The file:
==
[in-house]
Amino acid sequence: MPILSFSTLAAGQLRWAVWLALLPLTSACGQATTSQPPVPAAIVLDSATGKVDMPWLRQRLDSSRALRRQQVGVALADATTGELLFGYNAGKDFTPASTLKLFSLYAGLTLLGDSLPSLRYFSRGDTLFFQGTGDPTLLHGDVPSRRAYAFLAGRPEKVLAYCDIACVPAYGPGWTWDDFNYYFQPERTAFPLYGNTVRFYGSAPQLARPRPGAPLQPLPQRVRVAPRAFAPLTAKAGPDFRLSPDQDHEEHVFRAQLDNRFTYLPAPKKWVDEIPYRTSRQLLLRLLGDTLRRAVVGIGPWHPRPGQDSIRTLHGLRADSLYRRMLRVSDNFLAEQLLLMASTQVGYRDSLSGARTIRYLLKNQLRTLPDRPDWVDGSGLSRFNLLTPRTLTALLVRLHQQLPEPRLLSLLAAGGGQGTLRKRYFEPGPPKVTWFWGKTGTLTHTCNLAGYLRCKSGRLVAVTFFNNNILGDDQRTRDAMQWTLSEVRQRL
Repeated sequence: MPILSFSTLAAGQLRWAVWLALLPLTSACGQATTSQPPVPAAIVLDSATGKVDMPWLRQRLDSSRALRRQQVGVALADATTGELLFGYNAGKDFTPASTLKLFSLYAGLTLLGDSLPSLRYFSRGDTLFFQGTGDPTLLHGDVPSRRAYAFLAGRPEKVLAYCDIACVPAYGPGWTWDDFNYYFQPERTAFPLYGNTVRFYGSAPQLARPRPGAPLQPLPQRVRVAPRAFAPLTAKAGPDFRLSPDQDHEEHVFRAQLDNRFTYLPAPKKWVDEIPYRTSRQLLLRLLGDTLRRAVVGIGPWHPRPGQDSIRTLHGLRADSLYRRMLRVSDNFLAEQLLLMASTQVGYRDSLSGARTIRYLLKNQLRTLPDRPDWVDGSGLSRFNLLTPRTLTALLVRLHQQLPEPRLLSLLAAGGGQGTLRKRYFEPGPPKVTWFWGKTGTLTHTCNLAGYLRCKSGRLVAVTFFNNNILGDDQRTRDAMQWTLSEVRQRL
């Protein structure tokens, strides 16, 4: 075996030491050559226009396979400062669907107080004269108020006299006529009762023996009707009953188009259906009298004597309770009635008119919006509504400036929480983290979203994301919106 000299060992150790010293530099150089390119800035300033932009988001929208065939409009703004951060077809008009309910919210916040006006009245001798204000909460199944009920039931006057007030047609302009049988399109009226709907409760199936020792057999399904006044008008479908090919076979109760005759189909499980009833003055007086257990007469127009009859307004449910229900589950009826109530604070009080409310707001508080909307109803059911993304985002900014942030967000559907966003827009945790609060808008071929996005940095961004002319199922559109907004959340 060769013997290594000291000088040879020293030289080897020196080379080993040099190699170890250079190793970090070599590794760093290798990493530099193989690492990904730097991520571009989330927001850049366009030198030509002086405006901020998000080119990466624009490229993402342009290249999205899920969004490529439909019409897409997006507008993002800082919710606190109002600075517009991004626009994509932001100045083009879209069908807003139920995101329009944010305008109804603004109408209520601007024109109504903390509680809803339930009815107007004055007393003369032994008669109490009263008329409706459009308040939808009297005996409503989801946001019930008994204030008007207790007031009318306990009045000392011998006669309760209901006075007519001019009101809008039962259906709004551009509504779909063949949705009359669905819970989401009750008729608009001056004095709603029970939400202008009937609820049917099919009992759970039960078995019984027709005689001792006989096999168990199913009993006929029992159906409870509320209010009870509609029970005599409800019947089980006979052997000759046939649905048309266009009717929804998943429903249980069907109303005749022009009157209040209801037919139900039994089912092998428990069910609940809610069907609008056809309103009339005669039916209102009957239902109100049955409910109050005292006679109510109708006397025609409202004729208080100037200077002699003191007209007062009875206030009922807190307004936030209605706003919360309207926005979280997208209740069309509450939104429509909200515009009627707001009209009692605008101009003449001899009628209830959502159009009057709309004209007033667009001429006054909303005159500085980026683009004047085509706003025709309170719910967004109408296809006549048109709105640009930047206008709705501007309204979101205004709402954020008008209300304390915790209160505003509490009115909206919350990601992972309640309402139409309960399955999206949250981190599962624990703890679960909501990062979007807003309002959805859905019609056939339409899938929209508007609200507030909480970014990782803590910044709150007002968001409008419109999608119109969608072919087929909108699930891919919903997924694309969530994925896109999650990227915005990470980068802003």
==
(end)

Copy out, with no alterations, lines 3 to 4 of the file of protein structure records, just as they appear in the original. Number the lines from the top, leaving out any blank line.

Repeated sequence: MPILSFSTLAAGQLRWAVWLALLPLTSACGQATTSQPPVPAAIVLDSATGKVDMPWLRQRLDSSRALRRQQVGVALADATTGELLFGYNAGKDFTPASTLKLFSLYAGLTLLGDSLPSLRYFSRGDTLFFQGTGDPTLLHGDVPSRRAYAFLAGRPEKVLAYCDIACVPAYGPGWTWDDFNYYFQPERTAFPLYGNTVRFYGSAPQLARPRPGAPLQPLPQRVRVAPRAFAPLTAKAGPDFRLSPDQDHEEHVFRAQLDNRFTYLPAPKKWVDEIPYRTSRQLLLRLLGDTLRRAVVGIGPWHPRPGQDSIRTLHGLRADSLYRRMLRVSDNFLAEQLLLMASTQVGYRDSLSGARTIRYLLKNQLRTLPDRPDWVDGSGLSRFNLLTPRTLTALLVRLHQQLPEPRLLSLLAAGGGQGTLRKRYFEPGPPKVTWFWGKTGTLTHTCNLAGYLRCKSGRLVAVTFFNNNILGDDQRTRDAMQWTLSEVRQRL
């Protein structure tokens, strides 16, 4: 075996030491050559226009396979400062669907107080004269108020006299006529009762023996009707009953188009259906009298004597309770009635008119919006509504400036929480983290979203994301919106 000299060992150790010293530099150089390119800035300033932009988001929208065939409009703004951060077809008009309910919210916040006006009245001798204000909460199944009920039931006057007030047609302009049988399109009226709907409760199936020792057999399904006044008008479908090919076979109760005759189909499980009833003055007086257990007469127009009859307004449910229900589950009826109530604070009080409310707001508080909307109803059911993304985002900014942030967000559907966003827009945790609060808008071929996005940095961004002319199922559109907004959340 060769013997290594000291000088040879020293030289080897020196080379080993040099190699170890250079190793970090070599590794760093290798990493530099193989690492990904730097991520571009989330927001850049366009030198030509002086405006901020998000080119990466624009490229993402342009290249999205899920969004490529439909019409897409997006507008993002800082919710606190109002600075517009991004626009994509932001100045083009879209069908807003139920995101329009944010305008109804603004109408209520601007024109109504903390509680809803339930009815107007004055007393003369032994008669109490009263008329409706459009308040939808009297005996409503989801946001019930008994204030008007207790007031009318306990009045000392011998006669309760209901006075007519001019009101809008039962259906709004551009509504779909063949949705009359669905819970989401009750008729608009001056004095709603029970939400202008009937609820049917099919009992759970039960078995019984027709005689001792006989096999168990199913009993006929029992159906409870509320209010009870509609029970005599409800019947089980006979052997000759046939649905048309266009009717929804998943429903249980069907109303005749022009009157209040209801037919139900039994089912092998428990069910609940809610069907609008056809309103009339005669039916209102009957239902109100049955409910109050005292006679109510109708006397025609409202004729208080100037200077002699003191007209007062009875206030009922807190307004936030209605706003919360309207926005979280997208209740069309509450939104429509909200515009009627707001009209009692605008101009003449001899009628209830959502159009009057709309004209007033667009001429006054909303005159500085980026683009004047085509706003025709309170719910967004109408296809006549048109709105640009930047206008709705501007309204979101205004709402954020008008209300304390915790209160505003509490009115909206919350990601992972309640309402139409309960399955999206949250981190599962624990703890679960909501990062979007807003309002959805859905019609056939339409899938929209508007609200507030909480970014990782803590910044709150007002968001409008419109999608119109969608072919087929909108699930891919919903997924694309969530994925896109999650990227915005990470980068802003």